Swedish car maker Volvo is developing a new type of “kangaroo detection” system that is hoped to reduce the number of collisions between motor vehicles and the cute marsupials.
In Australia, the kangaroo reigns as Australia’s largest marsupial and it is involved in animal-car collisions throughout the country. When it runs, a kangaroo can reach speeds up to about 37 miles per hour.
Volvo estimates that there are more than “20,000 kangaroo strikes on Australian roads each year costing over $53 million in insurance claims.”
Volvo already has the “City Safety” system which is designed to scan the road ahead of the vehicle for pedestrians and animals by using a radar sensor and high-resolution camera. The system then automatically hits the brakes if necessary.
According to Martin Magnusson, Volvo’s senior safety engineer, adapting the system to visualize kangaroos is a challenge. “In Sweden we have done research involving larger, slower moving animals like moose, reindeer and cows which are a serious threat on our roads. Kangaroos are smaller than these animals and their behavior is more erratic. This is why it’s important that we test and calibrate our technology on real kangaroos in their natural environment.”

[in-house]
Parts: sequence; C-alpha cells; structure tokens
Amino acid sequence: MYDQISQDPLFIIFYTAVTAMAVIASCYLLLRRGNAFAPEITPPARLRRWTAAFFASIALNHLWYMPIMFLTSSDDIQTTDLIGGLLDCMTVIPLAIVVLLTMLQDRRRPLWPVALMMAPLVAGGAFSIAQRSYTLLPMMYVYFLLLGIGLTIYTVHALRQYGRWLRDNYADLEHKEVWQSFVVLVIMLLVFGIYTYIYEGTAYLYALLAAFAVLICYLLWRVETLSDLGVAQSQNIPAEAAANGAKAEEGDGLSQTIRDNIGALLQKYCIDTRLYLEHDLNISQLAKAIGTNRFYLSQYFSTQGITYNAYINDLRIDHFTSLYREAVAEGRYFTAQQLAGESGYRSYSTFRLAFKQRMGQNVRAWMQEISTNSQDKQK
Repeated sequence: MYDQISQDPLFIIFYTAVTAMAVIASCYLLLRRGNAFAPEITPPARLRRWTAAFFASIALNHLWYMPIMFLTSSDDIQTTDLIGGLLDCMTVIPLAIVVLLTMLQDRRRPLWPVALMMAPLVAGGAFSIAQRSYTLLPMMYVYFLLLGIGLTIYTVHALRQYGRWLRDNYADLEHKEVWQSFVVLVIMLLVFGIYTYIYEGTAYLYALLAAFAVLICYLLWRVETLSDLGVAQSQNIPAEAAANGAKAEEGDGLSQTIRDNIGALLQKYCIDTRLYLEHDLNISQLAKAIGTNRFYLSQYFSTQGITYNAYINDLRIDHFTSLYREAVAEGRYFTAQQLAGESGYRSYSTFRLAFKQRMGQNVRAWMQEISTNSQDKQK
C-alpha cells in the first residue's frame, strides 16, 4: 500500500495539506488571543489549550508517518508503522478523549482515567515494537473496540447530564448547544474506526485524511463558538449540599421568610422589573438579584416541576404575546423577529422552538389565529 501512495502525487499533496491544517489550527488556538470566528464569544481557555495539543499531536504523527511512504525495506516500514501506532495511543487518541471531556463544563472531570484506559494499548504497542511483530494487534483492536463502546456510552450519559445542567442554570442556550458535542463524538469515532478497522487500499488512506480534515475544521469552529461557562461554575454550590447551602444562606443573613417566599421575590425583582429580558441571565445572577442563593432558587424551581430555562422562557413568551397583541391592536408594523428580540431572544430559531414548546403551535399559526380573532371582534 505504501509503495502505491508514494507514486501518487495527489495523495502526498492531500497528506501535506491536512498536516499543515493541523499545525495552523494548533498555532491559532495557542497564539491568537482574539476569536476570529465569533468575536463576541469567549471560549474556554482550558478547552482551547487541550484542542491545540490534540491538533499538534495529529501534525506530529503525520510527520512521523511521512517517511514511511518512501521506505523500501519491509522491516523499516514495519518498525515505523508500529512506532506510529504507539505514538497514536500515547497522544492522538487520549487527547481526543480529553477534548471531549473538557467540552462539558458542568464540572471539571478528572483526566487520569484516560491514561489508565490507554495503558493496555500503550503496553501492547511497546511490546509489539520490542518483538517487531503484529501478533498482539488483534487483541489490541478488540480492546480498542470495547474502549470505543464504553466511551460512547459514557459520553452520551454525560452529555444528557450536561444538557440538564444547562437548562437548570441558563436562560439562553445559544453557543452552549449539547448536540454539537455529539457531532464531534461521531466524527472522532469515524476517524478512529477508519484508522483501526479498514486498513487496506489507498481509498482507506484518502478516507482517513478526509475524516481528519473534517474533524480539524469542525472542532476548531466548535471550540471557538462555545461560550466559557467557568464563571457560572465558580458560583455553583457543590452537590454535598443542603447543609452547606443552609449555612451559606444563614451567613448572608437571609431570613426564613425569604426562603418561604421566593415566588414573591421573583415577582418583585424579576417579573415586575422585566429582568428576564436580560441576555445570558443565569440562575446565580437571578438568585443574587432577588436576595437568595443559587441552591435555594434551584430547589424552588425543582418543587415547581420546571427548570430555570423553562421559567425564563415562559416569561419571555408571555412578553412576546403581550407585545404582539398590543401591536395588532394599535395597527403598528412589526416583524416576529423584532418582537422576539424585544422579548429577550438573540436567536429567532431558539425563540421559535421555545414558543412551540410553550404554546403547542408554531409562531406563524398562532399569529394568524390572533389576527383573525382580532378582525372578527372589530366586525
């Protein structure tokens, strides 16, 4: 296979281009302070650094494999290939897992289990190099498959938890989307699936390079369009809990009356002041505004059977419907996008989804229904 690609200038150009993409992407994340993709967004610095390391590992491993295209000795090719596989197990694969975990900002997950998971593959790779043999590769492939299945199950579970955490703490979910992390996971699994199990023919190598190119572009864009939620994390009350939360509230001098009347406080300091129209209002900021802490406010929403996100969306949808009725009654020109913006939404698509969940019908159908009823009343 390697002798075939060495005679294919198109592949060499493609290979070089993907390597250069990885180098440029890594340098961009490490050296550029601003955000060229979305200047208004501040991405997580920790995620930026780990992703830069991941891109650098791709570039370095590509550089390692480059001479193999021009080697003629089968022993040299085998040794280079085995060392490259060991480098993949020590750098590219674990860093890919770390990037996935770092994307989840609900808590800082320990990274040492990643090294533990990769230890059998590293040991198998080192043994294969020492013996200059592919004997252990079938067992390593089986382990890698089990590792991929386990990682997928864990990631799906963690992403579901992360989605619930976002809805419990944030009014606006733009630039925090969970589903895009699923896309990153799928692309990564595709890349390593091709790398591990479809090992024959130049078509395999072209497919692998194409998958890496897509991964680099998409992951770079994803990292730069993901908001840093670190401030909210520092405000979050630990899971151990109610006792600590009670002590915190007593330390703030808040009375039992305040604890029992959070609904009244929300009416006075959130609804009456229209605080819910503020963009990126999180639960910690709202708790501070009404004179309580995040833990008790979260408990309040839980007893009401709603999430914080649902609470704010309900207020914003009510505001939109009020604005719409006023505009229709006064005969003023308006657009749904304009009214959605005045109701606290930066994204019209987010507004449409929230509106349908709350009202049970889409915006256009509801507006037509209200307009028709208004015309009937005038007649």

Australian drivers continuously complain that they hit or come very close to hitting kangaroos on multiple occasions. They seem to appear out of nowhere. Volvo’s new system, which promises to apply the brakes in “millisecond – much faster than a human reacts” will reduce the number of car-kangaroo collisions throughout the country.
Volvo has sent a team of Swedish safety engineers to Canberra, the Australian capital, to film the roadside behavior of kangaroos and collect data for its system.
Magnussen further noted that, “Kangaroos are very unpredictable animals and difficult to avoid, but we are confident we can refine our animal detection technology to detect them and avoid collisions on the highway.”
In fact, the kangaroo-dodging initiative is part of Volvo’s larger “vision that no one is killed or seriously injured in a new Volvo car by 2020.”Stay Connected